Bryant Mayor Jill Dabbs and a panel of public safety officials, including representatives from the police, fire, code enforcement and animal control departments, gave updates and fielded questions from Bryant residents during the first in a series of town hall meetings Thursday.
Those in attendance â€” about 30 Bryant residents and a handful of aldermen â€” were given an opportunity to answer survey questions via cell phone during the event. When asked where public safety funding best would be spent, 42 percent said the city should put more money into the school resource officer program.
Police Chief Mark Kizer said the program is a major priority for the police department and reported that "there were zero fights in our schools during the last two weeks."
The rest of the opinions in the room were split between the construction of a new fire station and funding the cleaning of unsightly properties.
Forty-six percent noted that crime is the most important safety issue in the city; 38 percent noted that traffic is the most pressing safety issue; and 8 percent noted that enforcing city codes is the most important action for providing a safe community. Eight percent of the opinions were not recognizable by the Atext survey system.
Kizer emphasized the difficulty for public safety officials to cope with the immense growth in the city during the last few years. Also, he pointed out that accessibility to the interstate highway makes Bryant an â€œeasy target" for crimes like shoplifting.
The city has collected $1 million worth of narcotics in the past year, Kizer said. In each case, the drugs were being transported on Interstate 30.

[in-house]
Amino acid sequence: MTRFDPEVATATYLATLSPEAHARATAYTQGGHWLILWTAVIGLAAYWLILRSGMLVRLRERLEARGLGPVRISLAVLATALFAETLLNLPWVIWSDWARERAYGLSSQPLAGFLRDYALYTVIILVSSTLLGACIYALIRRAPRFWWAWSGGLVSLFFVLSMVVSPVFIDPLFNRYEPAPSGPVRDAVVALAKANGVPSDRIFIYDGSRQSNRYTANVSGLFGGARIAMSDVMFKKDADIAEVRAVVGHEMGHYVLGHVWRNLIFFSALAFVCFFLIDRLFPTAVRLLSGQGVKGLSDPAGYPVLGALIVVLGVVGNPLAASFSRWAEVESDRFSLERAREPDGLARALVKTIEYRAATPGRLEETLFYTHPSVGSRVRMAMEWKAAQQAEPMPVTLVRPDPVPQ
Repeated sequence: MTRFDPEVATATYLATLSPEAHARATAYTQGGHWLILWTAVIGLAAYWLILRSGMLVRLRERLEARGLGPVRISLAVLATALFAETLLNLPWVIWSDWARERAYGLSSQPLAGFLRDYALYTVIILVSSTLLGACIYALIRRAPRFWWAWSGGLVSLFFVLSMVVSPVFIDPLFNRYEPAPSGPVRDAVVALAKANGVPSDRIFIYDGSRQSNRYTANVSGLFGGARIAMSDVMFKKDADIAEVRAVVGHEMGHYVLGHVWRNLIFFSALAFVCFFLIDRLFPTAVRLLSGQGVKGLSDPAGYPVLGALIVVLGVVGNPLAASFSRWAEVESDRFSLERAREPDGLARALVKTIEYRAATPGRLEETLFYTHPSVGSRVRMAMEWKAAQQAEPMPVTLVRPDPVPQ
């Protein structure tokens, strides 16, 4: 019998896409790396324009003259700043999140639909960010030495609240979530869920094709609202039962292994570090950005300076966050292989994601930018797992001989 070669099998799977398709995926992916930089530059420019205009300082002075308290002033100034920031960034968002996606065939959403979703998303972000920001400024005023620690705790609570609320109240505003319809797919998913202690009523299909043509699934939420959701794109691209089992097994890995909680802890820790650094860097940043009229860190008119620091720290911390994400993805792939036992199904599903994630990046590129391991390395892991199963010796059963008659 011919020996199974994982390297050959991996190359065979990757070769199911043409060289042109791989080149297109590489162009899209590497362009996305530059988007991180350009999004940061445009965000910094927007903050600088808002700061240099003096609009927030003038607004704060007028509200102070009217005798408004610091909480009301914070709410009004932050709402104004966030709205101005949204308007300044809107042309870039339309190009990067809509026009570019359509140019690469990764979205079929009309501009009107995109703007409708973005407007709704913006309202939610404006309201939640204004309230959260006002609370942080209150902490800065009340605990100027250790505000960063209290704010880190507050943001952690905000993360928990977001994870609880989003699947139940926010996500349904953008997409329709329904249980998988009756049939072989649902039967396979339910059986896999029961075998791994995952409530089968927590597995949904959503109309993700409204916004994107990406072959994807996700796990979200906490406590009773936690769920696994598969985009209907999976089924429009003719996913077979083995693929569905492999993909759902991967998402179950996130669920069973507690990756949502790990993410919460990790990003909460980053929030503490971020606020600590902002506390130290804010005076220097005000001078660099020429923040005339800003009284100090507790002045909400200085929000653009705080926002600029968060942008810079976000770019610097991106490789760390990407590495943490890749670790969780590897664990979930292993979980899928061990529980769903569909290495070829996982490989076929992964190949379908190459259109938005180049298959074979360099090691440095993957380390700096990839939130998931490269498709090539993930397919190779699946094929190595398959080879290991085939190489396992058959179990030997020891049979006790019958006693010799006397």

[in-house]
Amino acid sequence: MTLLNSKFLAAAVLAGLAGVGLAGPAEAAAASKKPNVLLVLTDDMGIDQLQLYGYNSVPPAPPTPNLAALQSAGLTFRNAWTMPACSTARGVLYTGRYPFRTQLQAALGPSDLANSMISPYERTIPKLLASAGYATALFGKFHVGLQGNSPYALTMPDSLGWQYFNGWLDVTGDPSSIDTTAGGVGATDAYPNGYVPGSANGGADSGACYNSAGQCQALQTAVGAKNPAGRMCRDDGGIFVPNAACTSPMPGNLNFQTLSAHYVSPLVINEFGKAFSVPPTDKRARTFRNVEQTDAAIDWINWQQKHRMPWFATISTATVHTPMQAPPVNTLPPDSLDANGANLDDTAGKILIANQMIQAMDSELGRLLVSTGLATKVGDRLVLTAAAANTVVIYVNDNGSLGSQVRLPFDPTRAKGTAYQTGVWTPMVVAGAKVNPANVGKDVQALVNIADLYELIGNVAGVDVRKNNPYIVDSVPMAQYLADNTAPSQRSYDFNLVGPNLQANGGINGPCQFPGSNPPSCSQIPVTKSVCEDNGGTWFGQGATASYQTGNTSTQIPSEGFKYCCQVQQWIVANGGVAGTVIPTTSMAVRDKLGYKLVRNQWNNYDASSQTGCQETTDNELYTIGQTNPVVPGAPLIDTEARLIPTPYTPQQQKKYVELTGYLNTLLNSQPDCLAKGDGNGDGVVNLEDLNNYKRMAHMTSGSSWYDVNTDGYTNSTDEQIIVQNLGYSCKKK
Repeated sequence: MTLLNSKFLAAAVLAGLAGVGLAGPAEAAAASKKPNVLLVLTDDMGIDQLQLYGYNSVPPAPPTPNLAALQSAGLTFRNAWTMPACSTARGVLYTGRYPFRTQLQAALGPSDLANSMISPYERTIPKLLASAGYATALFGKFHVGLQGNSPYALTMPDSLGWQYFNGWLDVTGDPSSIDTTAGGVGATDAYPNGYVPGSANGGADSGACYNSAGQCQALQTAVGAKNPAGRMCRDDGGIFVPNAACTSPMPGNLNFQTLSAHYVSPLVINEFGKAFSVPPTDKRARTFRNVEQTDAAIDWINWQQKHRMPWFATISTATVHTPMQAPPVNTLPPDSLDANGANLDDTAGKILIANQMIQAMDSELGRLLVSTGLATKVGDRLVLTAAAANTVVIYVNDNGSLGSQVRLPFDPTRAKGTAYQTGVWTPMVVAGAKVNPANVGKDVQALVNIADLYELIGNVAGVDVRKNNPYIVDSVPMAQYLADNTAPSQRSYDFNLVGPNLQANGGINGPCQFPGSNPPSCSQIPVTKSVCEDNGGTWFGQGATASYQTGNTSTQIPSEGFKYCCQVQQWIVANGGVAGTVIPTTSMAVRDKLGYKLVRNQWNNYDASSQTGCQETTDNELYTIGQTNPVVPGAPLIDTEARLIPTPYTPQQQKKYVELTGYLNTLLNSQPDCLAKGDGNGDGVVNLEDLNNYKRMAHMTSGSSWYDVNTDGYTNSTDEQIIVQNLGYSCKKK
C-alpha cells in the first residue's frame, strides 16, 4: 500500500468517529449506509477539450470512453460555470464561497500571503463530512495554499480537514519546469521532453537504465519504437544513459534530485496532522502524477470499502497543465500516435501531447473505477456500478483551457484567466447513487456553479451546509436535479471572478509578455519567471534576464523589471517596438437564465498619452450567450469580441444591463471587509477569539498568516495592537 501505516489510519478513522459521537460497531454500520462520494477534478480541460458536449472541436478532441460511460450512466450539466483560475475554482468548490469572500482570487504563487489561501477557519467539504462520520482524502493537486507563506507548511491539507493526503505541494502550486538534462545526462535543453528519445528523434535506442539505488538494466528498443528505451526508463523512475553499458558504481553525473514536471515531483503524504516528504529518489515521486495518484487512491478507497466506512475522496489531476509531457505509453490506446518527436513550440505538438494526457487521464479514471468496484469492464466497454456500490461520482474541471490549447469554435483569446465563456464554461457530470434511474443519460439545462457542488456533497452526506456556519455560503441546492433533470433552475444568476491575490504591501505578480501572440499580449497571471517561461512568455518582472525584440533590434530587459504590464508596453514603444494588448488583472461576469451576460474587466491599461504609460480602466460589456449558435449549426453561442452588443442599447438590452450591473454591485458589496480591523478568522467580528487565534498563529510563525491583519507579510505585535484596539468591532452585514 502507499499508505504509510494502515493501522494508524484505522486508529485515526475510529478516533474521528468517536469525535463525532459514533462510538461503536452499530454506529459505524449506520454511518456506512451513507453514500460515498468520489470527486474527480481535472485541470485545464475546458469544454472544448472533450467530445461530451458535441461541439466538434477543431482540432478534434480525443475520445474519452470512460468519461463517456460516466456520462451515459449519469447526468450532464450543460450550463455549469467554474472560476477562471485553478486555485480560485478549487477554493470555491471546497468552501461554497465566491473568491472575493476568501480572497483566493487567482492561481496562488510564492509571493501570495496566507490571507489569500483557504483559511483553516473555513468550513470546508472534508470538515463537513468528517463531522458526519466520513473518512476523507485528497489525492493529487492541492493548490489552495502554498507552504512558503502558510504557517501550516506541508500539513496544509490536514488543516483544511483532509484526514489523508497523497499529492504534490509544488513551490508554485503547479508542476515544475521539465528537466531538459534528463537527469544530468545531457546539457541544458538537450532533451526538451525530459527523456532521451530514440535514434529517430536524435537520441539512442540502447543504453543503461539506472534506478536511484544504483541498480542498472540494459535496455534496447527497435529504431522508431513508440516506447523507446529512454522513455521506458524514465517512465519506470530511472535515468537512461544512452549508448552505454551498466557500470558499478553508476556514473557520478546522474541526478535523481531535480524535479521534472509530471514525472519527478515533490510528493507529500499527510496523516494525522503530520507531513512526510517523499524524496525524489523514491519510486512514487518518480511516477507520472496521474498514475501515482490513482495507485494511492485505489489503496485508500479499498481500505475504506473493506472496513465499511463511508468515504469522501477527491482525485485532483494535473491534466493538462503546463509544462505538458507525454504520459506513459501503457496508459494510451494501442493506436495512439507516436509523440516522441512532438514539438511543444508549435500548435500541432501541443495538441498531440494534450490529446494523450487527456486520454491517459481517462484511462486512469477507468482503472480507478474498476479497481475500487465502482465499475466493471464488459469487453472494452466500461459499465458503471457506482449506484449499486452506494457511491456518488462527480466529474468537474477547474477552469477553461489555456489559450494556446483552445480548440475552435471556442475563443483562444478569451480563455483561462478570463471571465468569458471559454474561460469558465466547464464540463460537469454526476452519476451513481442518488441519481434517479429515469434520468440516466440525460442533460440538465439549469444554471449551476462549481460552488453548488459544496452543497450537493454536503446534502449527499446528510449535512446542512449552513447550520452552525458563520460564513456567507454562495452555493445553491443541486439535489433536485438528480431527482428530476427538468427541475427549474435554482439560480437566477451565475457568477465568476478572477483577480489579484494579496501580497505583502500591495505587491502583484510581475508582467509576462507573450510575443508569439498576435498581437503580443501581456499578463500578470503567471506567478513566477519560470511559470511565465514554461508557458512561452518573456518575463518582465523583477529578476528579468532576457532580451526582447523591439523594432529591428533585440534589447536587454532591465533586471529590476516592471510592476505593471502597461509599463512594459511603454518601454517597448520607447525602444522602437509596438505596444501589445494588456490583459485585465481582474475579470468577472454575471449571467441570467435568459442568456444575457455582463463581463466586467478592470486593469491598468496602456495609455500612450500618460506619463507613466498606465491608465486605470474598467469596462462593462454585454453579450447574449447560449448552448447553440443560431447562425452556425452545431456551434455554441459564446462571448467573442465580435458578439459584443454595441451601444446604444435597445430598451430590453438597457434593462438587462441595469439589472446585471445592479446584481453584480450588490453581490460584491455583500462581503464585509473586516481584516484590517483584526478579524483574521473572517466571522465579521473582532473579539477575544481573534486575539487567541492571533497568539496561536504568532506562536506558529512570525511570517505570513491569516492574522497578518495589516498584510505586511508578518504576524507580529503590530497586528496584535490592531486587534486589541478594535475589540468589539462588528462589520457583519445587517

The Bryant Police Department now can receive calls through the website in addition to the traditional method of calling 911.
Kizer also credited the utilization of K-9 units in the apprehension of several criminals. The department plans to get another K-9 unit this year, which will cost $35,000, Kizer said. But "this money will not be taken from the city."
The Bryant Police Department now employs 41 full-time officers and four reserve officers, Kizer said. There are usually between five and nine officers on duty during the day, and there are usually about five out at night time, Kizer said.
Kizer also reported that all police vehicles are now equipped with computers and cameras.
The police chief also said the department is working to improve communication with the public.
Alderman Rob Roedel acknowledged the use of communication from the Bryant Fire Department to residents through social media. â€œIt helps because people no longer have a need to follow fire trucks to find out where there are going," he said.
Several questions were posed to public safety officials on how the addition of apartments in the city would affect their departments.
Roedel asked the fire chief if the department would be affected by the construction of a 250-unit apartment complex â€” referring to a proposed complex that is being blocked by a multifamily housing moratorium,which has resulted in a lawsuit against the city.
Fire Chief J.P. Jordan said the department's work should not be affected by this type of housing.
Both the police chief and fire chief were both asked about possible problems caused by only one entry to the complex.
"I do not feel comfortable if there was only one entry," Jordan said. "I'd request that there be two."
Kizer said that he has heard differing accounts about the number of entrances into the proposed complex.
Residents also asked about the possible increase in crime caused by the addition of apartments.
Kizer said the temptation for criminals is greater any time there is a high concentration of people in a small area.
The apartment complexes at Hurricane Creek were the location for 7 percent of calls to the police department, Kizer said. Walmart, for example, makes up 10 percent, he said.
"The main problem is â€” and we're trying to educate people â€” but people need to lock their doors," Kizer said.
**PUBLISHED FEBRUARY 8 IN THE SALINE COURIER.